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China Evergrande Ordered by Court to Liquidate

by Isabella Walker
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Months after China Evergrande ran out of cash and defaulted in 2021, investors around the world scooped up the property developer’s discounted i.o.u.’s, betting that the Chinese government would eventually step in to bail it out.

On Monday it became clear just how misguided that bet was. After two years in limbo, and with over $300 billion in debt, Evergrande was ordered by a judge in Hong Kong to liquidate, a move that will set off a race by lawyers to try to find and grab anything belonging to Evergrande that can be sold.

In a small courtroom on the 12th floor of Hong Kong’s High Court building, Evergrande’s lawyers pushed for a last-minute deal. They argued that a liquidation would hurt Evergrande’s business and not help creditors get their money back. They wanted more time to try to make a deal with Evergrande’s creditors.

But after 40 minutes of debate, Linda Chan, the bankruptcy judge presiding over the case, made her decision to issue an order telling Evergrande to wind up its operations, citing the company’s inability to bring a concrete proposal to the court for one and a half years.

“I think it would be a situation where the court would say enough is enough,” Ms. Chan said.

The order means that Evergrande, which has been limping along for two years, unable to pay its debts or function normally but still in operation, will now likely face a protracted period dismantling a massive business with projects that span hundreds of cities and unrelated businesses like an electric vehicle company.

The order sent shock waves through the company’s publicly listed shares in Hong Kong, pushing the stock price down more than 20 percent before trading was halted. The court decision is likely to reverberate through China’s beleaguered property sector and financial markets that are already skittish about China’s economy.

There isn’t a lot left in Evergrande’s empire that still has value. And any assets that are valuable may be off limits because property in China has become intertwined with politics.

Evergrande, as well as other developers, overbuilt and overpromised, taking money for apartments that had not been finished and leaving hundreds of thousands of home buyers waiting on their units. Dozens of these companies have defaulted, leaving the government frantically trying to force them to finish the apartments, putting contractors and builders in a tough spot because they have not been paid for years.

What happens next in the unwinding of Evergrande will test the belief long held by foreign investors that China will treat them fairly. The outcome could help spur or further tamp down the flow of money into Chinese markets when global confidence in China is already shaken.

“People will be watching closely to see whether creditor rights are being respected,” said Dan Anderson, a partner and restructuring specialist at the law firm Freshfields Bruckhaus Deringer. “Whether they are respected will have long-term implications for investment into China.”

China needs investments from foreign investors now more than ever in its recent history.

Financial markets in mainland China and Hong Kong — a city that has for years been an entry point for foreign investment — have received such a blow that officials are scrambling to find policy measures like a stock market rescue fund to shore up confidence. On Sunday, they moved to stop short selling, a practice that allows investors to bet against a stock.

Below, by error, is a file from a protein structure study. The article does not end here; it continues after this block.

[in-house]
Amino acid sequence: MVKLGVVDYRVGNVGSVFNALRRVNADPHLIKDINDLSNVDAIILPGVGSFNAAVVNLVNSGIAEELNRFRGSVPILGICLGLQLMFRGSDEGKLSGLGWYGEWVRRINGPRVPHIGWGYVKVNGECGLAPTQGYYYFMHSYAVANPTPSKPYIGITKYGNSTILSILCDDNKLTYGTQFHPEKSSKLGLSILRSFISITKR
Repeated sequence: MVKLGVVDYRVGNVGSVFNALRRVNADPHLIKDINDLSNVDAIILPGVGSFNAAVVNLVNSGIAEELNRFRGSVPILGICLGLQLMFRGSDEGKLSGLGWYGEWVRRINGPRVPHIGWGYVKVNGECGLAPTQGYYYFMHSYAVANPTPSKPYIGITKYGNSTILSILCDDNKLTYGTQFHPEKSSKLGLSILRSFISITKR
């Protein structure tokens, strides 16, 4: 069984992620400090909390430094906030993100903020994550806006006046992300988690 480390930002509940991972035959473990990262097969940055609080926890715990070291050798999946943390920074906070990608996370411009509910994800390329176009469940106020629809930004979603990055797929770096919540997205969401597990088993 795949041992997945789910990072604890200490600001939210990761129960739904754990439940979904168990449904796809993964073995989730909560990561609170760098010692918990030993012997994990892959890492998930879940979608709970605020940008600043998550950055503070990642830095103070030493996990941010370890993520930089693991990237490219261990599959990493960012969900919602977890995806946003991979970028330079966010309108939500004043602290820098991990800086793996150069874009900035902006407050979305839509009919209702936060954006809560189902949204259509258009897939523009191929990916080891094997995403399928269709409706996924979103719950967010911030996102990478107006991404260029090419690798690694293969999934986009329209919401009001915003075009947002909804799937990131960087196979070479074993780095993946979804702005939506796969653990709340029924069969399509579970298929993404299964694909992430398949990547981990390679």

China’s housing market shows little signs of returning to the boom days, in part because Beijing wants to redirect economic growth from construction and investment.

Rising diplomatic tensions between the United States and China, which have led to large outflows of foreign money from China, are not helping.

Investors are looking to the resolution of the Evergrande case to see how China will handle disputes over its deadbeat companies, of which there are dozens in the property sector alone.

Specifically, they will want to see whether the people given the task of carrying out the liquidation will be recognized by a court in mainland China, something that historically has not happened.

Under an agreement signed in 2021 between Hong Kong and Beijing, a mainland Chinese court would recognize the Hong Kong court-appointed liquidator to allow creditors to take control of Evergrande assets in mainland China. But so far only one of five such requests to local Chinese courts has been granted.

Monday’s decision had already been delayed multiple times over nearly two years as creditors and other parties agreed to adjourn to give the company more time to reach an agreement with creditors on how much they might be paid.

As recently as last summer, Evergrande’s management team and some of its offshore creditors that had lent the company money in U.S. dollars in Hong Kong seemed to be closing in on a deal. The talks hit the brakes in September when several high-level executives were arrested and, eventually, the founder and chairman, Hui Ka Yan, was detained by the police.

The court’s decision on Monday was “a big bang,” Mr. Anderson said, that will “lead to something of a whimper as liquidators chase assets.”

Speaking to reporters outside the courtroom on Monday, a lawyer representing the main group of creditors said they were not surprised by Ms. Chan’s ruling.

“We’ve been ready, willing and able for the entire process to reach a deal with the company,” said Fergus Saurin, a partner from Kirkland & Ellis, which is advising the creditors. “There has been a history of last-minute engagement, which has gone nowhere, and in the circumstances, the company only has itself to blame for being wound up.”

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